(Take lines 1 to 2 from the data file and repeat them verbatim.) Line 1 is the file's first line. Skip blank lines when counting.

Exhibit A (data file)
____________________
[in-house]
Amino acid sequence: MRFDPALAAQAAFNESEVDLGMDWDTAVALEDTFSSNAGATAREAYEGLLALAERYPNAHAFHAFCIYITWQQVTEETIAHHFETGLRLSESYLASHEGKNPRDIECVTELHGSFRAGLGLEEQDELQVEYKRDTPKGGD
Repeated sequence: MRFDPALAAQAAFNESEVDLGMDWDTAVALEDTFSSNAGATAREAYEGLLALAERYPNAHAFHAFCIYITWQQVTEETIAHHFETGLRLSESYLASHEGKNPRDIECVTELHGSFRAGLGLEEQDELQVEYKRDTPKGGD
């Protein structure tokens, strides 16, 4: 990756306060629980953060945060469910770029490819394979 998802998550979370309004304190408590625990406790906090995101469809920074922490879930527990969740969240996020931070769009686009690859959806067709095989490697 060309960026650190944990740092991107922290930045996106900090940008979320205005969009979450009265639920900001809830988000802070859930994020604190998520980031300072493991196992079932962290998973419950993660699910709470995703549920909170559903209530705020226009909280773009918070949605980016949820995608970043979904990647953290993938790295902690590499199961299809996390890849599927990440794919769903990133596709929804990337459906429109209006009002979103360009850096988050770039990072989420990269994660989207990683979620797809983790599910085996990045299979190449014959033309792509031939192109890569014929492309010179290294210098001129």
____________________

[in-house]
Amino acid sequence: MRFDPALAAQAAFNESEVDLGMDWDTAVALEDTFSSNAGATAREAYEGLLALAERYPNAHAFHAFCIYITWQQVTEETIAHHFETGLRLSESYLASHEGKNPRDIECVTELHGSFRAGLGLEEQDELQVEYKRDTPKGGD